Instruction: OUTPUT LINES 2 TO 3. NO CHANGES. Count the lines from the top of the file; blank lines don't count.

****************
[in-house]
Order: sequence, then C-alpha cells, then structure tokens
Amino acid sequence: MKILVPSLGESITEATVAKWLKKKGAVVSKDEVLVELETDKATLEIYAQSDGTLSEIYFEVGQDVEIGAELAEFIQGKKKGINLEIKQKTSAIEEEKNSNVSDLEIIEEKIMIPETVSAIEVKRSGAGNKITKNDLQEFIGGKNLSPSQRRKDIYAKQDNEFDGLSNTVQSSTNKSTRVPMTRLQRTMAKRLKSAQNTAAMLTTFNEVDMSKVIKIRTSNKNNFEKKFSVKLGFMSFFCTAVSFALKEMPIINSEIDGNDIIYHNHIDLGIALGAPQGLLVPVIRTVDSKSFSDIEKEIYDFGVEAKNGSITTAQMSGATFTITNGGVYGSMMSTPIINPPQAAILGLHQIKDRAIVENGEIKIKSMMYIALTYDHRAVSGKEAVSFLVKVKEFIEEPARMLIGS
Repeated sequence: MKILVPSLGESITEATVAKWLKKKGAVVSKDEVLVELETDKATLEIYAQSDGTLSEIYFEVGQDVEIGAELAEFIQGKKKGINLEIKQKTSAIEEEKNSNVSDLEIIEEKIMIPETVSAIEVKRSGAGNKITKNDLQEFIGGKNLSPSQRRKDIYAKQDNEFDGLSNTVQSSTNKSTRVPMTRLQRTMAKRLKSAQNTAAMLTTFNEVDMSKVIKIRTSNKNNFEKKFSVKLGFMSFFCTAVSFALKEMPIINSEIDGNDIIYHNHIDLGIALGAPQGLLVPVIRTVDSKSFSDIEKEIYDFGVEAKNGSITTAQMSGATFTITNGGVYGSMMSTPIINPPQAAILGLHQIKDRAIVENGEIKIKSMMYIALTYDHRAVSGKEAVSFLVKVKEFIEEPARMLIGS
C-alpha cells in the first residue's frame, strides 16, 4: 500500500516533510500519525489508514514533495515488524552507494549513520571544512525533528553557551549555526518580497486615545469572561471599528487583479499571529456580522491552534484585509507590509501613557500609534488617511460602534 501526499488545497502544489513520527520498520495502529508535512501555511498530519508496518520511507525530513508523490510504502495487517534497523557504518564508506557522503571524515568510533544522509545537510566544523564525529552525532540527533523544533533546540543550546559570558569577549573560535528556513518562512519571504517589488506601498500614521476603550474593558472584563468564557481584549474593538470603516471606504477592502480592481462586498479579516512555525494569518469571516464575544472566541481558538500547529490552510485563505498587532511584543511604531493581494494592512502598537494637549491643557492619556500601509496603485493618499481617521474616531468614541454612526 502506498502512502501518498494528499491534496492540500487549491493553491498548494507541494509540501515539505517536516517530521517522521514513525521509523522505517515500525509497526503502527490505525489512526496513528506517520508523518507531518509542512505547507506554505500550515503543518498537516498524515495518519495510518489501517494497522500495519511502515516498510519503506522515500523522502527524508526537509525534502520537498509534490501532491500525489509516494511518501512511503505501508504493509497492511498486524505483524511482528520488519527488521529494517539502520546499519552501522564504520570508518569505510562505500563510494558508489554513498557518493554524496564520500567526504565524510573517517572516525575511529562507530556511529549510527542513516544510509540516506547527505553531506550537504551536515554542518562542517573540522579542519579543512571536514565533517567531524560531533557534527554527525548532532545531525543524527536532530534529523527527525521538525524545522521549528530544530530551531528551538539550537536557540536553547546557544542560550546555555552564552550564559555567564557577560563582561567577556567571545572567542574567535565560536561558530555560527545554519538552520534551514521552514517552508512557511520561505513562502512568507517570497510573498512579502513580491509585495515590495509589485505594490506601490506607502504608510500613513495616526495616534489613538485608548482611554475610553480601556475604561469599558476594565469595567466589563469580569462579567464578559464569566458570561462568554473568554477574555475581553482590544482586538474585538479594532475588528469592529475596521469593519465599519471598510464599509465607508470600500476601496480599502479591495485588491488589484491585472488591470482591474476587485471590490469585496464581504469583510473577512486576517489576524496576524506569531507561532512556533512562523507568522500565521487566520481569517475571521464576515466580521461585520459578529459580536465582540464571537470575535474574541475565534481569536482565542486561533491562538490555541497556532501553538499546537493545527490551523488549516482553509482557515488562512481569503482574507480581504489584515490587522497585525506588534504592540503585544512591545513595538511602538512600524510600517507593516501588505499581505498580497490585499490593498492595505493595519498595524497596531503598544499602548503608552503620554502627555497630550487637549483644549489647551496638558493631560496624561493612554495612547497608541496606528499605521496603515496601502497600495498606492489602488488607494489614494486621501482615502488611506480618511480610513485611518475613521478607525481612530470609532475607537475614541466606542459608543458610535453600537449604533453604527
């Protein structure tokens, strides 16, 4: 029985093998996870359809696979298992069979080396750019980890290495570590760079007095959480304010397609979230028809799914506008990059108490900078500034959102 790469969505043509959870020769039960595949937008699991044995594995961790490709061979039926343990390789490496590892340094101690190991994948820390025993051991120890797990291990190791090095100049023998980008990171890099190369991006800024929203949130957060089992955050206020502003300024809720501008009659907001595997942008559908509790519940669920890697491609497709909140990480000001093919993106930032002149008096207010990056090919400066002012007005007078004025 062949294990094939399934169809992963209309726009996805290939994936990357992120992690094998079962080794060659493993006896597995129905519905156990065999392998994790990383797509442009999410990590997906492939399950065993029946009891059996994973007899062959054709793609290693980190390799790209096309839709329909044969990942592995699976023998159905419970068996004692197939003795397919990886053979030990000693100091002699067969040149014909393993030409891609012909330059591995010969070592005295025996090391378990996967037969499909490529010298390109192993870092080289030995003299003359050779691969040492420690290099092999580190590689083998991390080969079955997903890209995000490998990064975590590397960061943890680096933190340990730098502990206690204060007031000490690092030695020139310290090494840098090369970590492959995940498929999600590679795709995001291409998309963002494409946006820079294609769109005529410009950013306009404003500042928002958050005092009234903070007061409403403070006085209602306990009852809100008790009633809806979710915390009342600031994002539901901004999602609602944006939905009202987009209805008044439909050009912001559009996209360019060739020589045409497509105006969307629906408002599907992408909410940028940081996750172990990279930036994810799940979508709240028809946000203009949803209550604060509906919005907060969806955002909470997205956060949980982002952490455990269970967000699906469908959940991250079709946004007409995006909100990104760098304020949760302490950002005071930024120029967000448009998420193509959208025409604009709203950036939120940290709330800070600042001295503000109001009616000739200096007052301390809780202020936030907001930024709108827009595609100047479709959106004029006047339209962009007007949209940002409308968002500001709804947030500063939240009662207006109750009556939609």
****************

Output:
Order: sequence, then C-alpha cells, then structure tokens
Amino acid sequence: MKILVPSLGESITEATVAKWLKKKGAVVSKDEVLVELETDKATLEIYAQSDGTLSEIYFEVGQDVEIGAELAEFIQGKKKGINLEIKQKTSAIEEEKNSNVSDLEIIEEKIMIPETVSAIEVKRSGAGNKITKNDLQEFIGGKNLSPSQRRKDIYAKQDNEFDGLSNTVQSSTNKSTRVPMTRLQRTMAKRLKSAQNTAAMLTTFNEVDMSKVIKIRTSNKNNFEKKFSVKLGFMSFFCTAVSFALKEMPIINSEIDGNDIIYHNHIDLGIALGAPQGLLVPVIRTVDSKSFSDIEKEIYDFGVEAKNGSITTAQMSGATFTITNGGVYGSMMSTPIINPPQAAILGLHQIKDRAIVENGEIKIKSMMYIALTYDHRAVSGKEAVSFLVKVKEFIEEPARMLIGS